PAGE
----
The Difference Between Civil and Criminal Court Cases - Stewart Law Offices
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The Difference Between Civil and Criminal Court Cases

The American legal system handles two types of court cases: criminal and civil. While there are similarities between the two, they are very different at heart. In this article, the legal experts at Stewart Law Offices will break down the two types of court cases and explain what makes them so different.

What is a criminal court case?

Criminal law deals with crime and the legal consequences of criminal offenses. In a criminal court case, the local, state, or federal government acts as the plaintiff on behalf of the people. The person being accused of the crime is the defendant. If found guilty, the defendant may be subject to jail time, monetary fine, community service, probation, or a combination of these things.

It is important to note that it is not the victim’s responsibility to file the case; it is the government’s. This is because crimes are considered to be offenses against society as a whole. Even if one person murders another person, that crime is viewed as an offense to society, not just the victim.

Because criminal cases have greater consequences, they are almost always allowed a trial by jury, and must be proved “beyond a reasonable doubt.”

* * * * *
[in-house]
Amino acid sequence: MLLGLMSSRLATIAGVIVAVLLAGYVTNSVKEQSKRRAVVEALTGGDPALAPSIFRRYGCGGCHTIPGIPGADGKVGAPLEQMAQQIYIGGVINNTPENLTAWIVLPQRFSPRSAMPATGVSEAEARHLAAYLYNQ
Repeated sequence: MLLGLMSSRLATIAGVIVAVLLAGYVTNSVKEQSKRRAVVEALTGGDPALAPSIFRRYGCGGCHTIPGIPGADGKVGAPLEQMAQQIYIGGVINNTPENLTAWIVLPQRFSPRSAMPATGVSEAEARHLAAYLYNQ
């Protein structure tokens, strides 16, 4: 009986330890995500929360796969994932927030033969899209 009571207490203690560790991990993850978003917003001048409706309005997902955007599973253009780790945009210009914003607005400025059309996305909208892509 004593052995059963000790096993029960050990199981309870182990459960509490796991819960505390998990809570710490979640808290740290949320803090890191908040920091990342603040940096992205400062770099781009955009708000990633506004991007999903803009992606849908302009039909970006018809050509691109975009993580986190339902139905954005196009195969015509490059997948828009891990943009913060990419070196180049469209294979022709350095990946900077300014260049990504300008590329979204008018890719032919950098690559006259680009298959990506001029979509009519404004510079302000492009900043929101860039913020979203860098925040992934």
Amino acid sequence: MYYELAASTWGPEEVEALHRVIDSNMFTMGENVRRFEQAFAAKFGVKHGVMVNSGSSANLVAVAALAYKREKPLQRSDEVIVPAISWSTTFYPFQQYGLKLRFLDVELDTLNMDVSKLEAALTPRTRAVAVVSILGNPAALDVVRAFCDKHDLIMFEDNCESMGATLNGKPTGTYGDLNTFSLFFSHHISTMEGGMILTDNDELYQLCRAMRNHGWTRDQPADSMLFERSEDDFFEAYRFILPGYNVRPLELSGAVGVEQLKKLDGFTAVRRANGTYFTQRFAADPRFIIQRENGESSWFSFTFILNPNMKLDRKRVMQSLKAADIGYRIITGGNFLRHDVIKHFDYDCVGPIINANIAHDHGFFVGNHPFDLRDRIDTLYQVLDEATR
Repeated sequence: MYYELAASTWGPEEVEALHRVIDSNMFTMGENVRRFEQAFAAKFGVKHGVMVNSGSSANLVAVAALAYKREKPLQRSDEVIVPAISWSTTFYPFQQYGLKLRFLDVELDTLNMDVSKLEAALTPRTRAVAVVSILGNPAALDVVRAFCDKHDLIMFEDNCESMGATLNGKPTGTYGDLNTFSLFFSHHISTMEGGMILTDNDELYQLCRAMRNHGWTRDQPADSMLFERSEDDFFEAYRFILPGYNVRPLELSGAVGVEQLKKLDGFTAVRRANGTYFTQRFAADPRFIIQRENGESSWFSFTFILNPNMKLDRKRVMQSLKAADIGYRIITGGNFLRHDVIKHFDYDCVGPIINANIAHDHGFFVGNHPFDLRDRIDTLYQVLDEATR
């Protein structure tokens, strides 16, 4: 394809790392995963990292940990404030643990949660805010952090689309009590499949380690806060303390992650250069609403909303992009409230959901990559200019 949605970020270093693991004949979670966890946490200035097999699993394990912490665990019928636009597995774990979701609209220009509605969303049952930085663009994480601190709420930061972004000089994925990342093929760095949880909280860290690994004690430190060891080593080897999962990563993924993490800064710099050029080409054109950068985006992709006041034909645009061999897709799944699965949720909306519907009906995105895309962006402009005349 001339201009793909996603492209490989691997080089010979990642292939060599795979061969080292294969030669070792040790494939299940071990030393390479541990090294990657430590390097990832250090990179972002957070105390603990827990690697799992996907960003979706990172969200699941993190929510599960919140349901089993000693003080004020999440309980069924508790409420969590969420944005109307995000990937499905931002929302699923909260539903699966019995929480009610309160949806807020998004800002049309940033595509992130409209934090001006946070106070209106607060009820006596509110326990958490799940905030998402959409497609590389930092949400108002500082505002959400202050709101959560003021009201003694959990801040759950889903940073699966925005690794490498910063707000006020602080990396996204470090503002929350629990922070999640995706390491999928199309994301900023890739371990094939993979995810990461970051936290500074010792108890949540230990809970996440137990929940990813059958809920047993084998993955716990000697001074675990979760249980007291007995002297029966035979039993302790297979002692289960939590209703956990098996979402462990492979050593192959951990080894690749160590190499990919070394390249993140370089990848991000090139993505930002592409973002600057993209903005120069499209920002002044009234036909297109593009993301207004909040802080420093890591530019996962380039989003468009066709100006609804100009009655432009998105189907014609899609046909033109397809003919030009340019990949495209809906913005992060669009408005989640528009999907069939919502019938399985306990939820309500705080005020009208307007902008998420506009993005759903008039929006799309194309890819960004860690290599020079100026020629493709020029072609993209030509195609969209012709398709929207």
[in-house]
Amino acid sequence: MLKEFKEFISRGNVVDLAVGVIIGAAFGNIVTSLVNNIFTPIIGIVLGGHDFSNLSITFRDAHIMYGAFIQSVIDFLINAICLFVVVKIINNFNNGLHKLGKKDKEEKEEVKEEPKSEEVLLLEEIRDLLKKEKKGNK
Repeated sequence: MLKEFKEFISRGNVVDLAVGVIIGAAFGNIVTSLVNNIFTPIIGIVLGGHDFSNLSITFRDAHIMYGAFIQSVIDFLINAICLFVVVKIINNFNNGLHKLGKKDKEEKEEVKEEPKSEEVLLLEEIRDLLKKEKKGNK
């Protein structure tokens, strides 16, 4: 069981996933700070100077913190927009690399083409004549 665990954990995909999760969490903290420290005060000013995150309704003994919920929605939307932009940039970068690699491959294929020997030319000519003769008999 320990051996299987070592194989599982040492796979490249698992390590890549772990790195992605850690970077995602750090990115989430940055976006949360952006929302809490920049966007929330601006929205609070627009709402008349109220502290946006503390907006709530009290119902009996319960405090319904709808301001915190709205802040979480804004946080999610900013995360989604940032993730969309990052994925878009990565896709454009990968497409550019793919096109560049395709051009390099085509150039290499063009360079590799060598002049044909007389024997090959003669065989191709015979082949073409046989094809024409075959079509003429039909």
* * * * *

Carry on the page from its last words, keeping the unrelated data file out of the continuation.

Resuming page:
What is a civil court case?

Civil law refers to disputes between two individuals or organizations. This happens when one person (the plaintiff) claims that another person or entity (the defendant) has failed to carry out a legal duty owed to the plaintiff. Common examples of civil cases include landlord/tenant disputes, contract violations, divorce, property damage, and personal injury.

Civil cases can be brought to local, state, or federal courts. If the court rules in favor of the plaintiff, the defendant will usually have to pay some sort of fine to compensate for damages (known as monetary relief), or perform an action to right their wrong (this is called equitable relief).

Civil cases can also allow for trial by jury, but many times these cases will be decided by a judge. Unlike a criminal case, the individual (not the government) acts as the plaintiff, and the defendant is not entitled to an attorney – though they can still choose to pay for one. Civil cases do not need to be proven “beyond a reasonable doubt,” but rather as “the preponderance of the evidence,” meaning it is more likely than not that something occurred in a certain way.

Stewart Law Offices offers legal representation for civil court cases in North Carolina and South Carolina. If you, or someone you love, was injured as the result of someone else’s negligence, contact us online or call 866-783-9278 for a free consultation.

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